We have now entered the last week of November and, like every other year, I’m amazed by the amount of work fellow NaNos and I have produced, and the intoxicating community of writers surrounding this event. From the daily support of fellow WriMos to the pep talks from professionals, this is an amazing experience. I’d like to extend a heartfelt thank you to the non-profit coordinating this crazy venture (simply named National Novel Writing Month, formerly known as The Office of Letters and Light) and the Municipal Liaisons (volunteers who organize local writing events throughout November) for their time and dedication.
I’ve seen a few negatives reactions about NaNo around the web, people complaining about the number of encouragement/bragging on social media or arguing that writing 50k in a month will only produce drivel. Sure, we get a little word count obsessed and some people only write random stuff for the fun of it and don’t care about the outcome, but that’s not true for everyone.
Fair enough, I concede on both arguments anyway.
However –you knew that one was coming, didn’t you?– by dismissing the whole event, detractors are missing out on some valuable writing lessons learned in the blazing trenches of NaNoWriMo. Because of the incentive to produce and the fast pace of the challenge, we learn a lot about ourselves and reflexes that can make us better writers. So, without further ado, I’ll present my top three lessons learned during NaNo, how to capitalize on them and why they work in favor of a first draft.
I’m stuck! – Kill Someone!
On the course of the month, it’ll happen quite often that someone’s shoulder will slump before he/she says: “I’m stuck.” Without missing a beat, someone else will recommend, “Kill someone!” or, alternatively, “Take their clothes off!”
There is a reason why this is one of the top advices heard during NaNo: drama keeps the story moving forward. When we find ourselves unable to write a scene, there’s likely a lack of conflict. If it is supposed to be a high-octane scene and yet the words don’t flow, the stakes aren’t high enough.
The “kill someone” advice causes us to ask ourselves what would be a huge wrench that derails our plot and gets us excited to write the next couple of chapters. That wrench needs to be in our story, not just for NaNo’s sake, but for the reader’s sake too.
Questioning the amount of tension when we get stuck is a reflex worth developing to avoid trudging through a bad scene, exhaust ourselves and hit writer’s block. It forces us to clarify the stakes and motivations which solidifies the plot. I’ve found that editing is much easier if the draft nails the core of the drama, even if it’s clunky.
So when you hit a wall, ask yourself: What are the stakes? Where is the drama? How can I crank them up? If this is a transition scene, how can I build in nods at the stakes and drama to make it interesting?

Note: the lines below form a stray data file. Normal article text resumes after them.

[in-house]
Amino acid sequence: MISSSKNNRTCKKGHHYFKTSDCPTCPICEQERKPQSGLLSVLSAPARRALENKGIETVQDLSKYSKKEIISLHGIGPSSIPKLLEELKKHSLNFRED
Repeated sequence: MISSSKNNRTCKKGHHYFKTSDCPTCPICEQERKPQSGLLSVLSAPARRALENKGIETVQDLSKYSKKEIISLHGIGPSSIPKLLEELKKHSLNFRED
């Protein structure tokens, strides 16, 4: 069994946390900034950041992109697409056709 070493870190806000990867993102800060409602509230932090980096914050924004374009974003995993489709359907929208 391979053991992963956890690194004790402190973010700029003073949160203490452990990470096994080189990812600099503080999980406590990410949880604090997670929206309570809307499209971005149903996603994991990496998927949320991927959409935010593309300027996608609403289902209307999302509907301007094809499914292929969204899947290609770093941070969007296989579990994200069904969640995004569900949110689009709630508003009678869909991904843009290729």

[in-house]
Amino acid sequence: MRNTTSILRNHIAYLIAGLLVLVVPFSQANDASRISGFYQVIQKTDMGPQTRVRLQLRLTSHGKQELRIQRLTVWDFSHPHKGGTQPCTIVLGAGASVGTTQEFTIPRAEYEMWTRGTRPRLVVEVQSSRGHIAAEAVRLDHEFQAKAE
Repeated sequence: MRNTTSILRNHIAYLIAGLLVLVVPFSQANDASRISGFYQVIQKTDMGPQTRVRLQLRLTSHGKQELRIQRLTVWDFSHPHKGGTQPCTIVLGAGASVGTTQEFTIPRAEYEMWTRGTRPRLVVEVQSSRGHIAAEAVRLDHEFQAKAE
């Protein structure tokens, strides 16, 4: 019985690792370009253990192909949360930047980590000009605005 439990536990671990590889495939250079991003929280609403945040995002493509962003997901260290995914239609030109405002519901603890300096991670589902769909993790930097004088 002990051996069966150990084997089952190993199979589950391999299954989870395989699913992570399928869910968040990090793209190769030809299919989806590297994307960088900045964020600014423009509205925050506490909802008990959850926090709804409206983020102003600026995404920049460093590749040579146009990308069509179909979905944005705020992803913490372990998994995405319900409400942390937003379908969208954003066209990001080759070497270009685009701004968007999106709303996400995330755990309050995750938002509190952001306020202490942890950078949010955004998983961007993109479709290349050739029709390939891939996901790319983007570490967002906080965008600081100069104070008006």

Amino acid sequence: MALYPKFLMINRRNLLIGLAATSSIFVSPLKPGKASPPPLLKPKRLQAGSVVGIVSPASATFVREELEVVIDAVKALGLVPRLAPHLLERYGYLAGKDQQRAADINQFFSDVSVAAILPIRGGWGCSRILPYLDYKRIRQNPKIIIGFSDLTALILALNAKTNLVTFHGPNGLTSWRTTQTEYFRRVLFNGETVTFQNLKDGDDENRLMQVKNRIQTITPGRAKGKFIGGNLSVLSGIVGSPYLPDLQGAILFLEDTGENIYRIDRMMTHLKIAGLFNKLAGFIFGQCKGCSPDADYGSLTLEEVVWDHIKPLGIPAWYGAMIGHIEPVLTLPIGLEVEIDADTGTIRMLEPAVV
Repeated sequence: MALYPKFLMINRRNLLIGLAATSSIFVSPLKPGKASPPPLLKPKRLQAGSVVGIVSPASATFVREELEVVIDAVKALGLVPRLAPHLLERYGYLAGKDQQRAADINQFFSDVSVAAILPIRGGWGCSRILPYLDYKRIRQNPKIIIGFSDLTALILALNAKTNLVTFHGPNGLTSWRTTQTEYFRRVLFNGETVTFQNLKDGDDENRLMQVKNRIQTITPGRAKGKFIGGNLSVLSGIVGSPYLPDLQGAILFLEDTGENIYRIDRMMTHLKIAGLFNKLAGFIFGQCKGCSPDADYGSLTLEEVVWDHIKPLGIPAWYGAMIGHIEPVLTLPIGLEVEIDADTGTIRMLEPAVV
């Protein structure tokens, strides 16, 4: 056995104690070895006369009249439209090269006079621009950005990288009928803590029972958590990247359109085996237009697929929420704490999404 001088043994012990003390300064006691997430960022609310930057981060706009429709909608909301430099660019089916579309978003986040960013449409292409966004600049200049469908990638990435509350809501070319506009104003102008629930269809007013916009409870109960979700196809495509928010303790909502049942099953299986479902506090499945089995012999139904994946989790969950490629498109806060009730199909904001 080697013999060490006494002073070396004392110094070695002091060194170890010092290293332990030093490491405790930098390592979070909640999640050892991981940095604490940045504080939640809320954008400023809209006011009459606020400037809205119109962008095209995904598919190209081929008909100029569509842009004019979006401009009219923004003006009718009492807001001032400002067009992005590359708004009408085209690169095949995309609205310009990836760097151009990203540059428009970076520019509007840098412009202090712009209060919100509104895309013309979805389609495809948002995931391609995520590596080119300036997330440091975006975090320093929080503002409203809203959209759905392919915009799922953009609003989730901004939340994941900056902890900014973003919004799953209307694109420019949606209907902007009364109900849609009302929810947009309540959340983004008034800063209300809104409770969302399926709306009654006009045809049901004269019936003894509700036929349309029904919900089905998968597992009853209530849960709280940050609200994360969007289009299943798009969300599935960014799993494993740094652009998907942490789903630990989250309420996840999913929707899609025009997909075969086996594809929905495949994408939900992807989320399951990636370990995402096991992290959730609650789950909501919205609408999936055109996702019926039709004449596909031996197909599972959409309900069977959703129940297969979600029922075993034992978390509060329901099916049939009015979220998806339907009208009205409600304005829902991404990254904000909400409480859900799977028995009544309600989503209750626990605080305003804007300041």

Slow Writing = Slow Reading
After a few days of NaNoWriMo, we ramp up to a cruising speed and such a routine makes dips in productivity unmistakeable. Every time writing is like pulling teeth, I ask myself if I’m tired, sick of writing in general or if the scene is especially tricky; these are valid productivity hindrances. If the answer to these questions is “no” yet the last thousand words took me twice the usual time to write, I make a note for myself and keep writing.
These notes come into play when I start editing: my first pass of edits on a NaNo novel is to read it while paying special attention to the marked section and questioning their relevance. Some of them are good and were just written on an “off day”, but most of them need some serious TLC or an axe in the forehead. The marked scenes fall flat, either because they lack drama (see previous point) or because, when I look hard enough, they’re useless.
I wouldn’t notice as many slowdowns without the imperative to produce.
[Insert Cool Science Thingy]
Research may very well be the number one source of procrastination for writers, and WriMos simply can’t afford to spend a couple of days researching the mating rituals of squids in captivity to write one 500-word scene.
In my experience, doing too much research while writing a draft caused me to get hung up on the details and overshadow the conflict with complex information that, in the end, isn’t necessary. I can fix it in editing, but I’d much rather be not spend energy on writing it in the first place.
Several WriMos use the [Insert blood pattern description that indicate a slashed throat] method to isolate the research that needs to be done for the scene. This enables us to pin point what we need for the plot and keep writing. We’ll do targeted research and fill in the blanks during the edits.
Yes, sometimes the research feeds the plot, so it may be needed, but the pace of NaNo forces us to question the relevance of stopping for that. Most of the time, we’ll keep writing.
It’s important to not get bugged down in the first draft and this technique can also be used to [add transition] and skip ahead to the next plot point. Once the core of the story is out, we’re more informed to make these transitions interesting during editing. 😉
NaNoWrimo makes us sit down and write a good amount every day, whether we feel like it or not. That’s already a good habit for a writer. The pace of productivity can also strengthen our first draft process, if we care to use the challenge to our advantage. Fellow WriMos are there for support and may become trusted critique partners for the rest of the year. The pace also helps us get to know ourselves as writers: how much outlining makes us more productive? Which time of day works best to churn out words? Coffee, tea or jelly bellies?
I encourage every aspiring writers to get through NaNoWriMo. You’ll grow, even if you only do it once.
Fellow WriMos, what is your top lesson learned from NaNo?